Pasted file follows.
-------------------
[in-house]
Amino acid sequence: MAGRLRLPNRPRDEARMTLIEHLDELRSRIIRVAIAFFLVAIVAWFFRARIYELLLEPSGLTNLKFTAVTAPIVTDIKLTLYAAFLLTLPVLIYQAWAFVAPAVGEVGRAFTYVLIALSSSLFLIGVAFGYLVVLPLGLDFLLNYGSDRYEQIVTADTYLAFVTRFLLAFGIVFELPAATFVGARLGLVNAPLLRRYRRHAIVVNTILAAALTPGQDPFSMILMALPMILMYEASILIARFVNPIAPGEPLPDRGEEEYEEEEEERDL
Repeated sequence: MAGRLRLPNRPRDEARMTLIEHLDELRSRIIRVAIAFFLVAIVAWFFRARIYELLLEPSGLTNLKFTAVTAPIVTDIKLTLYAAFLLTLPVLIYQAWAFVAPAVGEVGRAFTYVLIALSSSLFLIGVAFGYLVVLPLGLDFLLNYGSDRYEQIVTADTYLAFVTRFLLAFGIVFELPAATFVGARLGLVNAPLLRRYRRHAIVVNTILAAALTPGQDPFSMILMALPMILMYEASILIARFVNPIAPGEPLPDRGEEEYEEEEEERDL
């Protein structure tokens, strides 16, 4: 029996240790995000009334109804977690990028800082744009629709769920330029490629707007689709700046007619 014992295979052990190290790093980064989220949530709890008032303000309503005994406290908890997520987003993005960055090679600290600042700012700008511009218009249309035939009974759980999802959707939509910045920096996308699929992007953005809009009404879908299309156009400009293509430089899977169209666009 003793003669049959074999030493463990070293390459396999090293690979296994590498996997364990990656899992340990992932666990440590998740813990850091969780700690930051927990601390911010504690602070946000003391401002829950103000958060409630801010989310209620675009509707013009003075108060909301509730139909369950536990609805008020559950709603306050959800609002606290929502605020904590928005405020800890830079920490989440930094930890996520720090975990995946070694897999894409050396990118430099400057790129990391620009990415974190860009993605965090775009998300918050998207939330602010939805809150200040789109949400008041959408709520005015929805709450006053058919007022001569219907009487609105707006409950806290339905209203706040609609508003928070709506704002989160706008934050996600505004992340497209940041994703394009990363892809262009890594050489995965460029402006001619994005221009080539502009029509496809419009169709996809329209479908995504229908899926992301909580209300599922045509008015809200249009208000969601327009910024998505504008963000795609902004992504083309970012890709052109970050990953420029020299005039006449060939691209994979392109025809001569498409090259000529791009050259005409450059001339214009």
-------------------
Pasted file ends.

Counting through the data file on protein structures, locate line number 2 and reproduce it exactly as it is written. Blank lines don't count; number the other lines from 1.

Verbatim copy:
Amino acid sequence: MAGRLRLPNRPRDEARMTLIEHLDELRSRIIRVAIAFFLVAIVAWFFRARIYELLLEPSGLTNLKFTAVTAPIVTDIKLTLYAAFLLTLPVLIYQAWAFVAPAVGEVGRAFTYVLIALSSSLFLIGVAFGYLVVLPLGLDFLLNYGSDRYEQIVTADTYLAFVTRFLLAFGIVFELPAATFVGARLGLVNAPLLRRYRRHAIVVNTILAAALTPGQDPFSMILMALPMILMYEASILIARFVNPIAPGEPLPDRGEEEYEEEEEERDL